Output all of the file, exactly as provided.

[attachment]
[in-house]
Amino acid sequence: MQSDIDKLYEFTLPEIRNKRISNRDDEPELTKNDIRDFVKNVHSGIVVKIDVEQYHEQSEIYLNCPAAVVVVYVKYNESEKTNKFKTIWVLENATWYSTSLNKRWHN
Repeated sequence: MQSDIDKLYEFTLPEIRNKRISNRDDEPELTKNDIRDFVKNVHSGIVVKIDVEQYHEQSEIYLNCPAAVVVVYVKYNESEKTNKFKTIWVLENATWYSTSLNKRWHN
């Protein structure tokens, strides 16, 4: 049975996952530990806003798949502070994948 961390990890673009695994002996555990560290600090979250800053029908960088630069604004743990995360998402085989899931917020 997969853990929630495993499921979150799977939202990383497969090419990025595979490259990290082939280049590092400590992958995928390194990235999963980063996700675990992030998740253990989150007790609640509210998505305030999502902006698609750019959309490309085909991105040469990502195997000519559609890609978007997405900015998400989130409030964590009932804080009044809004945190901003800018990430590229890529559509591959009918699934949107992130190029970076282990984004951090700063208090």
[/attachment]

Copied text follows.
[in-house]
Amino acid sequence: MQSDIDKLYEFTLPEIRNKRISNRDDEPELTKNDIRDFVKNVHSGIVVKIDVEQYHEQSEIYLNCPAAVVVVYVKYNESEKTNKFKTIWVLENATWYSTSLNKRWHN
Repeated sequence: MQSDIDKLYEFTLPEIRNKRISNRDDEPELTKNDIRDFVKNVHSGIVVKIDVEQYHEQSEIYLNCPAAVVVVYVKYNESEKTNKFKTIWVLENATWYSTSLNKRWHN
């Protein structure tokens, strides 16, 4: 049975996952530990806003798949502070994948 961390990890673009695994002996555990560290600090979250800053029908960088630069604004743990995360998402085989899931917020 997969853990929630495993499921979150799977939202990383497969090419990025595979490259990290082939280049590092400590992958995928390194990235999963980063996700675990992030998740253990989150007790609640509210998505305030999502902006698609750019959309490309085909991105040469990502195997000519559609890609978007997405900015998400989130409030964590009932804080009044809004945190901003800018990430590229890529559509591959009918699934949107992130190029970076282990984004951090700063208090």